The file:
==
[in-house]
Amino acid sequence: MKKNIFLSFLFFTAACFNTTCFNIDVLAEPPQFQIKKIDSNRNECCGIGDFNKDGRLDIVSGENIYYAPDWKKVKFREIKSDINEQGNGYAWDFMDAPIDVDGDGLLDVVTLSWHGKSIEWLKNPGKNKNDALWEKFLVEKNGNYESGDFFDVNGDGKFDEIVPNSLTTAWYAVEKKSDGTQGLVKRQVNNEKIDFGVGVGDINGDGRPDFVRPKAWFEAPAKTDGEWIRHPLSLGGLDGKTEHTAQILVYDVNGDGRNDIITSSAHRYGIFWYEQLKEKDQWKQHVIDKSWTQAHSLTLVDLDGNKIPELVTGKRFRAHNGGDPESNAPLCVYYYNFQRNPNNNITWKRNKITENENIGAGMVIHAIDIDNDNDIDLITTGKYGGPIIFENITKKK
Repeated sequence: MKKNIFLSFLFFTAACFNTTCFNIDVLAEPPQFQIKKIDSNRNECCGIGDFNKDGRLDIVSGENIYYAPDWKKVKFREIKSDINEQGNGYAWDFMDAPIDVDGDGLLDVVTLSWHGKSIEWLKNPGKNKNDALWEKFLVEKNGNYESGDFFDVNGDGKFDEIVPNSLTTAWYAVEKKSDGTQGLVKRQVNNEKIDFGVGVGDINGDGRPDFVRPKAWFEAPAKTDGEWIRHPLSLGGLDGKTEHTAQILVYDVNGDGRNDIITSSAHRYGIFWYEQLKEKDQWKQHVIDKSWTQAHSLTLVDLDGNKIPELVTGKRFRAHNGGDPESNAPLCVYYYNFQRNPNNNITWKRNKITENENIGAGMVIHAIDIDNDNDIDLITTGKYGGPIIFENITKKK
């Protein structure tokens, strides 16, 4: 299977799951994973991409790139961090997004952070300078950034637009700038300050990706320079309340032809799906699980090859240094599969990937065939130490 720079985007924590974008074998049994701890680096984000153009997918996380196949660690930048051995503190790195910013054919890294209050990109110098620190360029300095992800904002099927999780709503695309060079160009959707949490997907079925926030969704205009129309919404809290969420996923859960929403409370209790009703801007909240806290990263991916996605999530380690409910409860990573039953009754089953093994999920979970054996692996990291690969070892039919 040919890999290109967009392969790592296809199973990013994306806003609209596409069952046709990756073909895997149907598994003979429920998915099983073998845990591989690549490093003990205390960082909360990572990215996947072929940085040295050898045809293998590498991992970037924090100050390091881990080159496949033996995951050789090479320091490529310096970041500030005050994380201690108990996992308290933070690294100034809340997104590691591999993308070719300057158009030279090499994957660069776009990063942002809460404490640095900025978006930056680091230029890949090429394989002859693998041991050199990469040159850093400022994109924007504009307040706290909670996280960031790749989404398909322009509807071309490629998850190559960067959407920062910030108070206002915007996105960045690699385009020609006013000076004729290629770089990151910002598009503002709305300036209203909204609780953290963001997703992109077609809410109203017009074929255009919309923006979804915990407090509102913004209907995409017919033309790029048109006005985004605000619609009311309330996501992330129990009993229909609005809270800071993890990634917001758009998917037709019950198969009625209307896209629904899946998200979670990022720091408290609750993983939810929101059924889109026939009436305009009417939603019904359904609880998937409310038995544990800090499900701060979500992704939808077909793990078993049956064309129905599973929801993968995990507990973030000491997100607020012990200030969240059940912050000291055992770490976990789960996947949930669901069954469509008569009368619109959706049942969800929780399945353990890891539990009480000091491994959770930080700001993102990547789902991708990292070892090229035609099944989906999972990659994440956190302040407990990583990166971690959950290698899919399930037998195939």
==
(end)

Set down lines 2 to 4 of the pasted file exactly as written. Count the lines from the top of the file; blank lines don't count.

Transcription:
Amino acid sequence: MKKNIFLSFLFFTAACFNTTCFNIDVLAEPPQFQIKKIDSNRNECCGIGDFNKDGRLDIVSGENIYYAPDWKKVKFREIKSDINEQGNGYAWDFMDAPIDVDGDGLLDVVTLSWHGKSIEWLKNPGKNKNDALWEKFLVEKNGNYESGDFFDVNGDGKFDEIVPNSLTTAWYAVEKKSDGTQGLVKRQVNNEKIDFGVGVGDINGDGRPDFVRPKAWFEAPAKTDGEWIRHPLSLGGLDGKTEHTAQILVYDVNGDGRNDIITSSAHRYGIFWYEQLKEKDQWKQHVIDKSWTQAHSLTLVDLDGNKIPELVTGKRFRAHNGGDPESNAPLCVYYYNFQRNPNNNITWKRNKITENENIGAGMVIHAIDIDNDNDIDLITTGKYGGPIIFENITKKK
Repeated sequence: MKKNIFLSFLFFTAACFNTTCFNIDVLAEPPQFQIKKIDSNRNECCGIGDFNKDGRLDIVSGENIYYAPDWKKVKFREIKSDINEQGNGYAWDFMDAPIDVDGDGLLDVVTLSWHGKSIEWLKNPGKNKNDALWEKFLVEKNGNYESGDFFDVNGDGKFDEIVPNSLTTAWYAVEKKSDGTQGLVKRQVNNEKIDFGVGVGDINGDGRPDFVRPKAWFEAPAKTDGEWIRHPLSLGGLDGKTEHTAQILVYDVNGDGRNDIITSSAHRYGIFWYEQLKEKDQWKQHVIDKSWTQAHSLTLVDLDGNKIPELVTGKRFRAHNGGDPESNAPLCVYYYNFQRNPNNNITWKRNKITENENIGAGMVIHAIDIDNDNDIDLITTGKYGGPIIFENITKKK
């Protein structure tokens, strides 16, 4: 299977799951994973991409790139961090997004952070300078950034637009700038300050990706320079309340032809799906699980090859240094599969990937065939130490 720079985007924590974008074998049994701890680096984000153009997918996380196949660690930048051995503190790195910013054919890294209050990109110098620190360029300095992800904002099927999780709503695309060079160009959707949490997907079925926030969704205009129309919404809290969420996923859960929403409370209790009703801007909240806290990263991916996605999530380690409910409860990573039953009754089953093994999920979970054996692996990291690969070892039919 040919890999290109967009392969790592296809199973990013994306806003609209596409069952046709990756073909895997149907598994003979429920998915099983073998845990591989690549490093003990205390960082909360990572990215996947072929940085040295050898045809293998590498991992970037924090100050390091881990080159496949033996995951050789090479320091490529310096970041500030005050994380201690108990996992308290933070690294100034809340997104590691591999993308070719300057158009030279090499994957660069776009990063942002809460404490640095900025978006930056680091230029890949090429394989002859693998041991050199990469040159850093400022994109924007504009307040706290909670996280960031790749989404398909322009509807071309490629998850190559960067959407920062910030108070206002915007996105960045690699385009020609006013000076004729290629770089990151910002598009503002709305300036209203909204609780953290963001997703992109077609809410109203017009074929255009919309923006979804915990407090509102913004209907995409017919033309790029048109006005985004605000619609009311309330996501992330129990009993229909609005809270800071993890990634917001758009998917037709019950198969009625209307896209629904899946998200979670990022720091408290609750993983939810929101059924889109026939009436305009009417939603019904359904609880998937409310038995544990800090499900701060979500992704939808077909793990078993049956064309129905599973929801993968995990507990973030000491997100607020012990200030969240059940912050000291055992770490976990789960996947949930669901069954469509008569009368619109959706049942969800929780399945353990890891539990009480000091491994959770930080700001993102990547789902991708990292070892090229035609099944989906999972990659994440956190302040407990990583990166971690959950290698899919399930037998195939």